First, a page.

Yesterday with two members of Pasirputih, Muhammad Sibawaihi and Syamsul Hadi, we visited the Dusun Bentek, Pemenang Barat Village, Pemenang District, North Lombok Regency. It is located in the place of the kingdom Lembah Sari, known as the lost kingdom. According to the legend, as a response to the colonization attempt, the kingdom disappeared from material world and still exists in parallel reality. Sometimes locals are able to enter white streets of the lost kingdom. Also, the grave of the king Lumendung Sari is still visible for common people. One has to enter the grave space with respect, barefoot only.

Stone grave of the king Lumendung Sari from the lost kingdom Lembah Sari. Apart from the information about kingdom Lembah Sari and the grave, we were intrigued by the stories about edible soil Batu Ampan[1] that we heard from the locals. After arriving to Bentek we took a rest in the house of an old inhabitant of the village Inak Jawariah.

House of Inak Jawariah in the Dusn Bentek, Pemenang Barat Village, Pemenang District, North Lombok Regency.


Inak Jawariah, old inhabitant of the village Bentek.

Inak Jawariah told that she is familiar with Batu Ampan eating tradition, and moreover used to eat it herself.  She explained that Batu Ampan is especially loved by pregnant women and as well can help against stomach problems. Also, people used to eat it after meal as a snack. This particular type of soil is possible to find in local ground around the house or on top of the hills. Together we ate Ampo – a traditional clay snack from Java that was bought on a cultural market in Jakarta. Inak Jawariah concluded that Batu Ampan has a similar taste.

Inak Jawariah trying Ampo, Javanese traditional edible clay snack.With Muhammad Sibawaihi, Pasirputih member.

Herman Johdi, son of Inak Jawariah, offered to accompany us to the places, where he used to get Batu Ampan himself in order to eat, when he was a child. Herman Johdi carries a deep knowledge about the area. His roots go back to the king Lumendung Sari, resting in the stone grave. Apart from blue blood, Herman Johdi is known in the neighborhood as a profound karate teacher. His two sons, who as well always win karate championships, joined our expedition of searching for Batu Ampan.

On the right: Herman Johdi– a descendant of the king Lumendung Sari, also carries knowledge about Batu Ampan. On the left: SyamsulHadi – member of Pasirputih.

The first place we visited just behind the house of Inak Jawariah did not bring much success. Batu Ampan used to be there ten years ago, as Herman Johdi explained. But probably it disappeared behind the layers of other soil types. We decided to continue search and climb up the hill.

Herman Johdi is searching for Batu Ampan. Muhammad Sibawaihi, SyamsulHadi and sons of Herman Johdi are waiting to see what comes out.

Batu Ampan was indeed found on top of the hill. It looks like a kind of stone formation. At the same time it is easy to break. The soil is dark from outside and light grey insight. We tasted it one by one. Batu Ampan has a pleasant, neutral, soft taste.

Batu Ampan – edible earth around the Dusun Bentek.

Cleaning Batu Ampan.


Syamsul Hadi, member of Pasirputih, is tasting Batu Ampan.

Back from the hill we experienced one more tradition connected to chewing soil, known as Mamak. This time it was focused on chalk, which is as well a soil-like substance. The tradition involves chewing a bit of chalk in combination with Daun Lekoq (betel leaf[2]).The goal is to clean the teeth and make them stronger. Often people would chew tobacco afterwards.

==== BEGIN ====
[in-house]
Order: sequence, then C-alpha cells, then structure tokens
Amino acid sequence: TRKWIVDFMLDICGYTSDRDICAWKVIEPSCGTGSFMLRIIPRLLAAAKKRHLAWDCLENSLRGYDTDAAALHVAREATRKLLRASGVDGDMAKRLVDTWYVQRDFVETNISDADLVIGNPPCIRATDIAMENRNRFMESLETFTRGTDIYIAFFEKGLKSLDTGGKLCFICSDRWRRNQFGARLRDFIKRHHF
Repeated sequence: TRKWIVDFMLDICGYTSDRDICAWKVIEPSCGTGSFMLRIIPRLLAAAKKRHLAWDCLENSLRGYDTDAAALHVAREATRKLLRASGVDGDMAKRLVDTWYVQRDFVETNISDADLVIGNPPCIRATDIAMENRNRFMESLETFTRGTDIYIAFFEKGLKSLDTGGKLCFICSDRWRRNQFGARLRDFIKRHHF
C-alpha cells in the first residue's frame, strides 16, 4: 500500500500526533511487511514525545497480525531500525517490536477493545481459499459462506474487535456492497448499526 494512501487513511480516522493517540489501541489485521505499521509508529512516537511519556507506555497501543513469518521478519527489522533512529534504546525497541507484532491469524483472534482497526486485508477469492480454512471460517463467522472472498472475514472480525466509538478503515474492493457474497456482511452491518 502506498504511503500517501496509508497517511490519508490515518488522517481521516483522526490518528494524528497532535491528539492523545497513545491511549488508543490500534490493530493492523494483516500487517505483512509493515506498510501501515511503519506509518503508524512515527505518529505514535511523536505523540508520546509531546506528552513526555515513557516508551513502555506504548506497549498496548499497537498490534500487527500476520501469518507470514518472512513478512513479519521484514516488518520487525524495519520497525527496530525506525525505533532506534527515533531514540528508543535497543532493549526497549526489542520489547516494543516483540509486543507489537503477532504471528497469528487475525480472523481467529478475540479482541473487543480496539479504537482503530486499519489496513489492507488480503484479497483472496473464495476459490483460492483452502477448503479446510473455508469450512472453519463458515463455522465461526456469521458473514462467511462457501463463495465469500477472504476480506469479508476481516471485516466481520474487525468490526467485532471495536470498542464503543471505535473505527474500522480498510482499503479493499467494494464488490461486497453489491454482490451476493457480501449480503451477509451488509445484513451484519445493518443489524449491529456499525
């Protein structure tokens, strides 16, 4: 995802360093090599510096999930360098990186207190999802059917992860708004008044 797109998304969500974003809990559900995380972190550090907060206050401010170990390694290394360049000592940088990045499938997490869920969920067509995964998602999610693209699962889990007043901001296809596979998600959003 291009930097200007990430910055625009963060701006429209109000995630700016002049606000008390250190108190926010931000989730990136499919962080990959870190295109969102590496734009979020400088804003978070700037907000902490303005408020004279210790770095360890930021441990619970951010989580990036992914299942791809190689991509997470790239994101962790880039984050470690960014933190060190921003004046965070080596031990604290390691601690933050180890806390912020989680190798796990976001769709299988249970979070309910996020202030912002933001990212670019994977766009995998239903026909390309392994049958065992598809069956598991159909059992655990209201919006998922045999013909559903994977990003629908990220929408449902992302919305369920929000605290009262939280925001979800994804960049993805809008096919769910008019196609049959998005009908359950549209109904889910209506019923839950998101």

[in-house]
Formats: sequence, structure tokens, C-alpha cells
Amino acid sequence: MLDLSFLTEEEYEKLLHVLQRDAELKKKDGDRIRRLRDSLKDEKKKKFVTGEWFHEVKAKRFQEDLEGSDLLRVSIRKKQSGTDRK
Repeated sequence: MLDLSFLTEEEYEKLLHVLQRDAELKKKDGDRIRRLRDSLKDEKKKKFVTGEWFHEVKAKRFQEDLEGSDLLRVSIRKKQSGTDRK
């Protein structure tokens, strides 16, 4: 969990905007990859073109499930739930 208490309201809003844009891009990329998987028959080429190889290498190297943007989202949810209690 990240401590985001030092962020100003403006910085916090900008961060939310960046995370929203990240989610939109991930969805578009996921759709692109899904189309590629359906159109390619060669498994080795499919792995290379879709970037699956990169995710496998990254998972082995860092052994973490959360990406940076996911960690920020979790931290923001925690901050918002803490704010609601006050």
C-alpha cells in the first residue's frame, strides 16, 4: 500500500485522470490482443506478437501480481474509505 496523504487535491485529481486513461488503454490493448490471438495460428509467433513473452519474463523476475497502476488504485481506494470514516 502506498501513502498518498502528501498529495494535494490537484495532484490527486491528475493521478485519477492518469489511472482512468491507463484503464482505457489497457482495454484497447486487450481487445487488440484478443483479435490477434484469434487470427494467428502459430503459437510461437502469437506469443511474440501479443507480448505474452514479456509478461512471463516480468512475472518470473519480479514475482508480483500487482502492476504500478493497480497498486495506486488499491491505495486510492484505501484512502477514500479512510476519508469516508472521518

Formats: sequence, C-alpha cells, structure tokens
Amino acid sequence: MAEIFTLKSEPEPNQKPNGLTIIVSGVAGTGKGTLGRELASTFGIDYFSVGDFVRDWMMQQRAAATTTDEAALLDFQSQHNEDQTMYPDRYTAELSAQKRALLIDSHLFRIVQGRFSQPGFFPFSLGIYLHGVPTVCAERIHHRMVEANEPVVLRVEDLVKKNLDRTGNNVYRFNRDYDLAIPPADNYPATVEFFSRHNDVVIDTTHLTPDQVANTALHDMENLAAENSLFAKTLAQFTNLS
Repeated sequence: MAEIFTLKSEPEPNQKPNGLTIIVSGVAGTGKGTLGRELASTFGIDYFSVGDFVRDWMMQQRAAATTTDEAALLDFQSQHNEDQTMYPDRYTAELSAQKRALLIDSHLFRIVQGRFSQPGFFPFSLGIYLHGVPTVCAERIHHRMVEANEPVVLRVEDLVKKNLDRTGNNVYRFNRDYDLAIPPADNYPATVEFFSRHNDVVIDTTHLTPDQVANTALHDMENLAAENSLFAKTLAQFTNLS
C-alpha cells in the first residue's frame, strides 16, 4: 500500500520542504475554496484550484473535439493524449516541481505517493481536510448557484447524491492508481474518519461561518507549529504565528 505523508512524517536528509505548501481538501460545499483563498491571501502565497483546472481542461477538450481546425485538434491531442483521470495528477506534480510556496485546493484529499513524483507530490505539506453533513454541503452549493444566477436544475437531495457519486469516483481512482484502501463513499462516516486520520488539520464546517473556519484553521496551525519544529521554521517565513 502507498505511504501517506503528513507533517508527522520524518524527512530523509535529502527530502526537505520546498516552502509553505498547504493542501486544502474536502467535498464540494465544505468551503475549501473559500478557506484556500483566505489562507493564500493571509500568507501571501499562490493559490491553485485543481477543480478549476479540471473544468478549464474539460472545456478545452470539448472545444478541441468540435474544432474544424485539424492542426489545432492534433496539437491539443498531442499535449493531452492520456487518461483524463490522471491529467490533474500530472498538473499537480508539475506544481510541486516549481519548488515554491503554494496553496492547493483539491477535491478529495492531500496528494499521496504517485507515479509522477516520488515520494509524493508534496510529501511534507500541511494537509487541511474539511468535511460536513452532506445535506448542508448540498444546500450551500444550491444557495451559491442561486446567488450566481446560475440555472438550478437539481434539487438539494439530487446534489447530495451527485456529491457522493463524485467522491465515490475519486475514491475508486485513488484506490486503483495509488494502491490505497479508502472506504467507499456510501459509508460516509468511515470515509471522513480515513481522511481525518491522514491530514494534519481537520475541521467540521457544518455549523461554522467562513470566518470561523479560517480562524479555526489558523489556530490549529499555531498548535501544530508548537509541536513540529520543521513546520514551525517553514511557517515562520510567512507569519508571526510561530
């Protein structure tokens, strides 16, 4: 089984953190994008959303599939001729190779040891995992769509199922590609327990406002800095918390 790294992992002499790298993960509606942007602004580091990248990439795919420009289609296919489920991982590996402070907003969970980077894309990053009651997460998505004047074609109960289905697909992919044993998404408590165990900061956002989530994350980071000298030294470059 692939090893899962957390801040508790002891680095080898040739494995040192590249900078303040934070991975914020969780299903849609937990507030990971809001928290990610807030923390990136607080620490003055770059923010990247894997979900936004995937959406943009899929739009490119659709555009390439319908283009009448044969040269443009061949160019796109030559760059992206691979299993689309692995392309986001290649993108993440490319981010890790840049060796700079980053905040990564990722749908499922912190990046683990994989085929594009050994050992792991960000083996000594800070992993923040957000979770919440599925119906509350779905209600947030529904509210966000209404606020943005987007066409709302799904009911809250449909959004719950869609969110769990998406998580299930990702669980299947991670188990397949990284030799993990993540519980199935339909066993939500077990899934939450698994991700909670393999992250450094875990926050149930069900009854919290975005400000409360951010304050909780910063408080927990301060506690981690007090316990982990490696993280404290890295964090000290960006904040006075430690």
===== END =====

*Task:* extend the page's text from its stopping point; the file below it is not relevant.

Mamak tradition.

Mamak tradition.

Inak Jawariah tasted a piece of soil we brought from up the hill and confirmed that this wasindeed Batu Ampan, she talked about. She mentioned that some people used to smoke or bake it before eating, sometimes even with sugar, but some people prefer to eat Batu Ampan raw. We discussed that eating Batu Ampan raw could be less safe as just yesterday we were looking at the scientific papers that talked about microbes in the edible clay. Herman Johdi laughed and told that people in the village do not care about what scientists say. They know better what is good for them.

Inak Jawariah holding Batu Ampan.

We brought two bags of BatuAmpan back to Pasirputih, and still wondering what to do with them further: add to a soup, make a sculpture or just eat them raw in order to get connected to local grounds.


Background Information

Geophagy is the practice of eating earth or soil-like substrates. Geophagy among animals, as well as geophagy among human is widely scientifically researched. In Africa, South America and Asia soil eating is still a common cultural, spiritual or healing practice.There is an ancient tradition in Indonesia to eat clay as a snack or a medicine. This tradition is getting forgotten. However, edible clay is still sold on the cultural markets. In Europe and USA geophagy is officially regarded as a psychological disorder, known as pica, which is included into DSM-IV (Diagnostic and Statistical Manual of Mental Disorders).


[1]  In some location it’s called Tanaq Ampan

[2] The betel (Piper betle) is the leaf of a vine belonging to the Piperaceae family, which includes pepper and kava.


Text and Photo:

Masha Ru (RU/NL) is a creative with scientific background. Masha’s projects combine mathematics and scientific research with a personal approach, anthropological and cultural aspects, spiritual elements and indigenous